OASIS Mailing List ArchivesView the OASIS mailing list archive below
or browse/search using MarkMail.


Help: OASIS Mailing Lists Help | MarkMail Help

[Date Prev] | [Thread Prev] | [Thread Next] | [Date Next] -- [Date Index] | [Thread Index]
Re: [xml-dev] Victory has been declared in the schema wars ...

On Nov 30, 2006, at 12:49, Jirka Kosek wrote:

> Henri Sivonen wrote:
>> One thing that I have learned in the HTML5 conformance checking  
>> project
>> is that validation when augmented with Schematron and editing with  
>> NG only call for different schemas.
> In what sense different? You have RELAX NG + Schematron and for
> validation you use both schemas, but XML editor will probably use only
> RELAX NG when doing code completition. What's the problem here?

Exclusions are easy to tack on in Schematron. However, for a RELAX NG- 
only editing schema, these need to be factored into the grammar,  
which causes an explosion of parallel productions for a given element  
that differ in terms of what the ancestors are at a given point. Even  
if you managed to generate or write such a schema, the validation  
error messages it would produce would be far less obvious than the  
ones produced by a simpler Schematron refinement.

ID/IDREF may be better than nothing for editing, but for validation,  
you'd want a Schematron schema (or Java code) that checks if the  
referenced element is of the right kind.


>>> Well, according to this logic, shouldn't be then proponents of HTML5
>>> accused? ;-D
>> Accused of what?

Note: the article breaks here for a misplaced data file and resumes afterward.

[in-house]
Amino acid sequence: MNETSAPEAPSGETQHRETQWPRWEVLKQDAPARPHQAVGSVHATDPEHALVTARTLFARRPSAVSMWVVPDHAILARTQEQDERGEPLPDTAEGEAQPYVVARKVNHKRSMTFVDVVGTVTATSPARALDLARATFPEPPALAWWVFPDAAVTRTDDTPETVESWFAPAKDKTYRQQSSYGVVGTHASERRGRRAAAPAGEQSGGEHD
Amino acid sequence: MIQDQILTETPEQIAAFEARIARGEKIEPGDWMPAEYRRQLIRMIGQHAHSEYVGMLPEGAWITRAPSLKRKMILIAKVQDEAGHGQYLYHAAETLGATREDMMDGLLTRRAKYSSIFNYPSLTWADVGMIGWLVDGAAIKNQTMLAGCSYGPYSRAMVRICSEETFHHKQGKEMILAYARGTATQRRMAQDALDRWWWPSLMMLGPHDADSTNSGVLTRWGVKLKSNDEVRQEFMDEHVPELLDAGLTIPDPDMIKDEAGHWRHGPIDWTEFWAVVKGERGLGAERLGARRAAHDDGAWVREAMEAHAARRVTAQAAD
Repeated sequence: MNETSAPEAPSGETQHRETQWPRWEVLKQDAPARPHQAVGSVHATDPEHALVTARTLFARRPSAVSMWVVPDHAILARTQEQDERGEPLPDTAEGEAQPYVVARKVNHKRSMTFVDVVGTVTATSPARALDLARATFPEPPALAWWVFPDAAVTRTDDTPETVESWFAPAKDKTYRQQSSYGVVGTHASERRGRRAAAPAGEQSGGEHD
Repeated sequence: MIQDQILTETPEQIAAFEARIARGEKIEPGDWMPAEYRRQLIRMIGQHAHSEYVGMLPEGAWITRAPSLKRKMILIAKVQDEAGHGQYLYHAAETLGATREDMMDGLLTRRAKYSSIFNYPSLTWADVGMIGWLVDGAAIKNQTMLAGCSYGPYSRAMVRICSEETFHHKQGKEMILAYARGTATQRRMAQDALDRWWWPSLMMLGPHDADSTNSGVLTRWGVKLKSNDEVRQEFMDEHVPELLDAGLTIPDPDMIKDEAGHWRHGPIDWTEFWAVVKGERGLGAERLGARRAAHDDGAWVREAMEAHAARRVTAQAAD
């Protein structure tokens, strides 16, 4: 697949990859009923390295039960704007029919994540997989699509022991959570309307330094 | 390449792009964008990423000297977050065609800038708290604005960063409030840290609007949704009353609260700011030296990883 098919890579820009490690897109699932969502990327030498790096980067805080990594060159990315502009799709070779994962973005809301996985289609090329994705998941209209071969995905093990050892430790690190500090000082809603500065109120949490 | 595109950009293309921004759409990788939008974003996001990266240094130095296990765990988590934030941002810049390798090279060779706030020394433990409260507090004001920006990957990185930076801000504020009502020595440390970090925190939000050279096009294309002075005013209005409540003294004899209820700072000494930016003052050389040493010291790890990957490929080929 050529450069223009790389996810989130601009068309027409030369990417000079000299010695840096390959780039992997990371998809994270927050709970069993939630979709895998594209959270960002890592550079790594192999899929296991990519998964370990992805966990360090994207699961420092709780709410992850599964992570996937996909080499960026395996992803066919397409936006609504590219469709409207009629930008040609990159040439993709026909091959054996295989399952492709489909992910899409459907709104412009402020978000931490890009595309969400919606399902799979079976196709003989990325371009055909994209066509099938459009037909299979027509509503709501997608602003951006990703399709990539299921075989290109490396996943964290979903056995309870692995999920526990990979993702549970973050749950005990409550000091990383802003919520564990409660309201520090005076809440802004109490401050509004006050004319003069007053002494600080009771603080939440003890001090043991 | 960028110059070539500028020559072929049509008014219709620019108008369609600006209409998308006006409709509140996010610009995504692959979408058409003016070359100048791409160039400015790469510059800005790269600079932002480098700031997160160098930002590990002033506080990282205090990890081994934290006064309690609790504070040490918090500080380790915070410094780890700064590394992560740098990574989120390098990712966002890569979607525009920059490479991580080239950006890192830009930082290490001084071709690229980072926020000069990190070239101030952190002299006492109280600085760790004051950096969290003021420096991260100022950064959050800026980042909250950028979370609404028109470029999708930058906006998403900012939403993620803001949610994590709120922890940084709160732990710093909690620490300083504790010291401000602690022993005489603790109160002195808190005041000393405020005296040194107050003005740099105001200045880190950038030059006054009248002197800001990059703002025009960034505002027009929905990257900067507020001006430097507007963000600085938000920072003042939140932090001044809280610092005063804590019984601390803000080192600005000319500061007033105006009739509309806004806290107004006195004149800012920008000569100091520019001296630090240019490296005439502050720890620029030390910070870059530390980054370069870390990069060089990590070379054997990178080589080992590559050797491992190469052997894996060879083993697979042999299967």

> Of breaking several best practices developed by markup community over
> the years.

Best practices that deny the realities of the Web aren't particularly  
good if applied to the Web.

> For example: defining new markup language instead of reusing existing,

Reuse only makes sense when what is being reused is suitable for the  
purpose for which it would be used.

> refusing schemas, ...

Well, we disagree here. I think it is good that the definition of the  
markup language isn't coupled with a requirement to use the spec  
writer's favorite schema technology or the fad technology of the day.

> I'm wondering if all syntax changes that HTML5 makes couldn't be  
> just achieved by producing more strict SGML declaration for HTML.  
> Does anyone did such analysis?

Defining HTML5 in terms of SGML would be useless, because SGML  
doesn't define a processing model that would be suitable for the real  
Web. The HTML5 spec would need to define its own parsing algorithm  

> If not, I think that coming with a new grammar for HTML5 is just an  
> insane.

It is the only sane course of action given the Web realities. (From  
the context, I assume that by "grammar" you mean the low-level  
characters to parse tree syntax and not the high-level what element  
can occur where syntax.)

> Until my validator and editor are able to understand prose text I  
> prefer having schemas or other similar rigor formal definitions.

The WHATWG doesn't outlaw schemas for those purposes. It just makes  
them non-normative. That is, they are implementation details for  
particular applications--not part of the spec.

Henri Sivonen

[Date Prev] | [Thread Prev] | [Thread Next] | [Date Next] -- [Date Index] | [Thread Index]

News | XML in Industry | Calendar | XML Registry
Marketplace | Resources | MyXML.org | Sponsors | Privacy Statement

Copyright 1993-2007 XML.org. This site is hosted by OASIS